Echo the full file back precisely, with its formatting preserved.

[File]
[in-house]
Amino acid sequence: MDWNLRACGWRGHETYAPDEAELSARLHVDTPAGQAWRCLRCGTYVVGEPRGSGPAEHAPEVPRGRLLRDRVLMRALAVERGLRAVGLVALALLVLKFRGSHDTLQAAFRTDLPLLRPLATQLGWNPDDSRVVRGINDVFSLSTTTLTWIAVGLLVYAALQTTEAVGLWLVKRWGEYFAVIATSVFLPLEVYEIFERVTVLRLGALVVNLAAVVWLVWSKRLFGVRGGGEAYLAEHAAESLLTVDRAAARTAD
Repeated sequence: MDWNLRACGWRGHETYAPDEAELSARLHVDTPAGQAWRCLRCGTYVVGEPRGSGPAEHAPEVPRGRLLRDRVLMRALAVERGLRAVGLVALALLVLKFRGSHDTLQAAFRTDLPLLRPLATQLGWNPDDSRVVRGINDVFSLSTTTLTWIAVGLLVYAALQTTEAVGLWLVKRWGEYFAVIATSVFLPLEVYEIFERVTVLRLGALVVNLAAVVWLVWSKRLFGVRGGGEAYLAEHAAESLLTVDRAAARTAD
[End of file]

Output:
[in-house]
Amino acid sequence: MDWNLRACGWRGHETYAPDEAELSARLHVDTPAGQAWRCLRCGTYVVGEPRGSGPAEHAPEVPRGRLLRDRVLMRALAVERGLRAVGLVALALLVLKFRGSHDTLQAAFRTDLPLLRPLATQLGWNPDDSRVVRGINDVFSLSTTTLTWIAVGLLVYAALQTTEAVGLWLVKRWGEYFAVIATSVFLPLEVYEIFERVTVLRLGALVVNLAAVVWLVWSKRLFGVRGGGEAYLAEHAAESLLTVDRAAARTAD
Repeated sequence: MDWNLRACGWRGHETYAPDEAELSARLHVDTPAGQAWRCLRCGTYVVGEPRGSGPAEHAPEVPRGRLLRDRVLMRALAVERGLRAVGLVALALLVLKFRGSHDTLQAAFRTDLPLLRPLATQLGWNPDDSRVVRGINDVFSLSTTTLTWIAVGLLVYAALQTTEAVGLWLVKRWGEYFAVIATSVFLPLEVYEIFERVTVLRLGALVVNLAAVVWLVWSKRLFGVRGGGEAYLAEHAAESLLTVDRAAARTAD